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Fear of Crash: Book Review

by Herbert Muenchow Wednesday, Aug. 25, 2010 at 4:01 AM

In "Crisis without Resistance," Werner Seppmann analyzes the "intimidation offensive of capital." "The attack on the living standards of wage-earners becomes an essential component of capital accumulation." Fear of falling is a reason for defensive conduct of crisis victims.


Werner Seppmann’s book on crisis and class consciousness

By Herbert Muenchow

[This book review published in: Junge Welt 8/2/2010 is translated from the German on the Internet, http://www.jungewelt.de/2010/08-02/006.php?print=1.]

Werner Seppman’s book “Krisis ohne Widerstand?” (Crisis without Resistance) describes the social confrontation course of capital in the consciousness of wage-earners. The question why there has not been any appreciable resistance of crisis victims occupies him. The question is raised: How can resistance be organized? How can wage-earners be mobilized against the capitalist class society and won for socialist orientations?


Like other authors, Seppmann sees the crisis as an intensifier of the consequences of a course of social devastation against the working class practiced for three decades. The countermeasures of capital against falling profit rates caused that devastation. In detail, the author analyzes the “intimidation offensive of capital” joined with the social-political deforestation and the great crisis which the unions could hardly oppose for a long time. “The attack of the living standards of wage-earners,” he writers in connection with falling profit rates, “becomes an essential component of capital accumulation.” Capital sees its chances. The crisis works hand in hand with the ruling elite. The author explains the causes of the crisis like other Marxists. With other authors, he recognizes wage-earners lack the strength to resist and an orientating perspective as its prerequisite. Seppmann thematicizes a very extensive problem. What is the crisis experience with its fear and anxiety? “Social relations” are marked by crisis” and precarious living conditions. As his book shows, this is a very promising approach for avoiding abstract appeals and uninspired economism. “A presentiment about historical alternatives is indispensable for looking beyond the worldly distresses and questioning the dominant conditions,” he writes. Breaking with the logic of self-instrumentalization, awareness about the socio-cultural spectrum of possibilities must be developed.


Seppmann’s reflections on the organization question are interesting. The seriousness of a position critical of capitalism appears in “the intellectual openness for organization structures appropriate for the conflict constellations. Splinter parties orienting themselves in the delusion of a mass relevance makes little sense.” Seppmann holds onto the party concept. The party must be able conceptually “to see a common point in divergent experiential horizons and interests.” The concrete circumstances of the class struggle are also constitutive for the organization concept. “Strengthening the resistance capability of class organization” is necessary. Union strategies could have an “icebreaker function.” The unions will only find their way out of their defensive position when they learn again to wage social conflicts as struggles over essential social formative principles. The “struggle for immediate material interests” of wage-earners can no longer be separated from the ideas of reshaping society.” The “hour of truth” comes for the forces of change that is crucial for the working class in the phase of upswing but not immediately in the crisis, Seppmann says. “Courage for the offensive” is necessary. Deficient political activity of wage-earners must be understood in “leftist contexts” as self-criticism.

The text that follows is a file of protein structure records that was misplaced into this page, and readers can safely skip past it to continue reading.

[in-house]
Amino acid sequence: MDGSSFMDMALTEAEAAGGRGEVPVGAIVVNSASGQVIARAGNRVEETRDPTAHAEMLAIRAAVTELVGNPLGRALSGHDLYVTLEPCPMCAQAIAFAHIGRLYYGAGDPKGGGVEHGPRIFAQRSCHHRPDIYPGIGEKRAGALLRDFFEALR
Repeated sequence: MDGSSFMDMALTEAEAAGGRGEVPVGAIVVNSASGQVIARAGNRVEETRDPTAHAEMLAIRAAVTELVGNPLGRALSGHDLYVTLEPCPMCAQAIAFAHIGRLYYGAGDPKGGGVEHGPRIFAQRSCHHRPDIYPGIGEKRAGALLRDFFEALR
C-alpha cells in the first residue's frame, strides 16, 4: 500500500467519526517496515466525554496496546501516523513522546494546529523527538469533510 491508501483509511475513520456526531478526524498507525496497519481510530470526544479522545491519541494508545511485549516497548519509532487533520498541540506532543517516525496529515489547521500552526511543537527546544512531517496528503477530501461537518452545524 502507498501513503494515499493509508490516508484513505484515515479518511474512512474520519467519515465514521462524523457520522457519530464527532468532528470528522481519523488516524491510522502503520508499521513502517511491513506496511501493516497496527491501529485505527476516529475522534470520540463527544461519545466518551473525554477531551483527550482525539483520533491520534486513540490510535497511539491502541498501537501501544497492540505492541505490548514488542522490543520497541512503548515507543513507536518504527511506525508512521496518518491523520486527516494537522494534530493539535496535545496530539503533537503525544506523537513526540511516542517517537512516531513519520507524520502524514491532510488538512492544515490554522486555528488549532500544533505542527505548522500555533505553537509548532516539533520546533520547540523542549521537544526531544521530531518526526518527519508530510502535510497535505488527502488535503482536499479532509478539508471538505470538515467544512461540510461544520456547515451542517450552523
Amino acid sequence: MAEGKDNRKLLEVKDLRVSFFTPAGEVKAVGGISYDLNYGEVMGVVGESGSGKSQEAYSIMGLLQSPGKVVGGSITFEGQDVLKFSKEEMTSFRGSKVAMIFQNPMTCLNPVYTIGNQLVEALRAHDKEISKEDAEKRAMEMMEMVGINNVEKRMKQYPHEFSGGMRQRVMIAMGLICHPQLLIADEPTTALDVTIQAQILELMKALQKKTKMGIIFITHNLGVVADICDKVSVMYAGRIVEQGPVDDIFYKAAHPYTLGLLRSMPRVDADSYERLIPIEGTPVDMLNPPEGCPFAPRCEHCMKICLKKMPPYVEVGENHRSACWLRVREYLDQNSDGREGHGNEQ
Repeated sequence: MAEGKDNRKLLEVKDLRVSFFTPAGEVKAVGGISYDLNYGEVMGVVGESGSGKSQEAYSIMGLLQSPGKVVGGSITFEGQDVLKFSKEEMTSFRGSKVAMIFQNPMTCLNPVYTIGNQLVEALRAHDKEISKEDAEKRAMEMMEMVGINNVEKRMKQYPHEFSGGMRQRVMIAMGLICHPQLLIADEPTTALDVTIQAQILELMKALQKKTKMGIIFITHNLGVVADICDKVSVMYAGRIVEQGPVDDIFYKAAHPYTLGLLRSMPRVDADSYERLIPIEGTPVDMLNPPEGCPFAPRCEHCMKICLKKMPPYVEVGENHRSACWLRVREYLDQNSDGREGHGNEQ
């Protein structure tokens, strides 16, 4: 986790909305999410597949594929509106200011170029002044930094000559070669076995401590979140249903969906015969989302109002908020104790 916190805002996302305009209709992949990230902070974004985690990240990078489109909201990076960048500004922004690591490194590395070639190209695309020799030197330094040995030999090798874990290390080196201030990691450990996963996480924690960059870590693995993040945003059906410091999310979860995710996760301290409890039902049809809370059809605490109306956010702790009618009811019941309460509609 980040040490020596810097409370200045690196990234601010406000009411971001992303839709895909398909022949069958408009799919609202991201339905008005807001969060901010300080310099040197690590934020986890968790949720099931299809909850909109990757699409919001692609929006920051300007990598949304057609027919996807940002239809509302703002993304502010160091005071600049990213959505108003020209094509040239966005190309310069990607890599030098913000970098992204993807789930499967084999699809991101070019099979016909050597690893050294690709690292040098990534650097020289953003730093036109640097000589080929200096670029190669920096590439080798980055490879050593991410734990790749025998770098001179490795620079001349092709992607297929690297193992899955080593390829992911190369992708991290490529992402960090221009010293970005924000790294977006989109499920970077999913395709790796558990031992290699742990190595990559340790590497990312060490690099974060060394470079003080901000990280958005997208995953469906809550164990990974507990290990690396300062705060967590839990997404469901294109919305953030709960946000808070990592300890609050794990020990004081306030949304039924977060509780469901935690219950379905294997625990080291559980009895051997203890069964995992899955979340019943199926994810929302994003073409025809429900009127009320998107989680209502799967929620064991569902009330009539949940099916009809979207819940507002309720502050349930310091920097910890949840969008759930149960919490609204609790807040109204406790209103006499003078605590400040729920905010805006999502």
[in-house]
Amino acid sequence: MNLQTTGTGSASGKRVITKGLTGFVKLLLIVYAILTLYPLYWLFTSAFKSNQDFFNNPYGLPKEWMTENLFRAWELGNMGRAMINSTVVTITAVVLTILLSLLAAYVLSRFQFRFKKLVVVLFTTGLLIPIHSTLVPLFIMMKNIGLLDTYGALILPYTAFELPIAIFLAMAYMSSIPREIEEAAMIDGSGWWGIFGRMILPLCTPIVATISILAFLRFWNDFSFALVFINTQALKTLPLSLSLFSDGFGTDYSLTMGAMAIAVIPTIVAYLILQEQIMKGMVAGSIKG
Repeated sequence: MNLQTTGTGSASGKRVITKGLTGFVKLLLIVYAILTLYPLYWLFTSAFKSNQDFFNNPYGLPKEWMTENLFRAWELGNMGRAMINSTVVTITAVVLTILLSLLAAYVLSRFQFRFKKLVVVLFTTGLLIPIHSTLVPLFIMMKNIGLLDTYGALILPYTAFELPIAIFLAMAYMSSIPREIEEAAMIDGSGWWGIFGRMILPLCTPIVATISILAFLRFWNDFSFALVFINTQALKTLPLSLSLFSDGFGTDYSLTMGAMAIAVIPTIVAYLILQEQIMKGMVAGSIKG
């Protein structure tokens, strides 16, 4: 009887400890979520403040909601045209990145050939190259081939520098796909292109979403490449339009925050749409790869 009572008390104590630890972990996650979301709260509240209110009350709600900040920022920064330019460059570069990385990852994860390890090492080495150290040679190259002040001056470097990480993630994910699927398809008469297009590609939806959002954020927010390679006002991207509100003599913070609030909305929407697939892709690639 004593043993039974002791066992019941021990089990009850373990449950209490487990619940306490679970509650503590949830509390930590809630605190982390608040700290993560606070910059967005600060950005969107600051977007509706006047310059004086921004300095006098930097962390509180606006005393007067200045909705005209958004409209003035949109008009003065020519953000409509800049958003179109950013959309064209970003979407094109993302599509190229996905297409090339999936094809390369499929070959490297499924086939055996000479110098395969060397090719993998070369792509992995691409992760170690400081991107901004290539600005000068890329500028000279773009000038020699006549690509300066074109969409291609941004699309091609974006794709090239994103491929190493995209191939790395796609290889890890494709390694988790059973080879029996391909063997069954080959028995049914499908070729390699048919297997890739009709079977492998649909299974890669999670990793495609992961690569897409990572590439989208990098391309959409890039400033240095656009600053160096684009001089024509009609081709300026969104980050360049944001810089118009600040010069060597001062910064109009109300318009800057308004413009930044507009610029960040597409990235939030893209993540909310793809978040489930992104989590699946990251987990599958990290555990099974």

The author raises the problem of “transition demands” whose formulation requires “concrete knowledge about the working class and development of productivity.” Social division is a strategy of domination. Social intimidation is part of a new form of rule. Capital creates a “threat façade” admonishing workers that it could get even worse for them. Disciplining crisis experience, poverty society, fear of crashing, social and cultural divisions and division tendencies in the world of work are all reason for the defensive reactions of crisis victims. Seppmann writes: “Through the pressure of crisis, the balance of power changes again in favor of capital. Generalized insecurity was the prerequisite for the enforcement of the neoliberal capital exploitation strategy.” The fear of social crash paralyzes crisis victims. The author speaks of a “tendency to self-suppressing crisis management.” “Capability for self-determined action” is part of revolution. Ideological tendencies can be countered with organized e3nlightenment so workers become conscious of their own interests.” Seppmann urges the Marxist analysis of crises with its political consequence of acting in the sense of the socialist alternative, of developing a class consciousness. The dynamic of self-destruction must be overcome. The life praxis of neoliberalism produces self-delusion which objectively relieves real capitalism. Werner Seppmann’s book revolts. I recommend it to every leftist for serious study.
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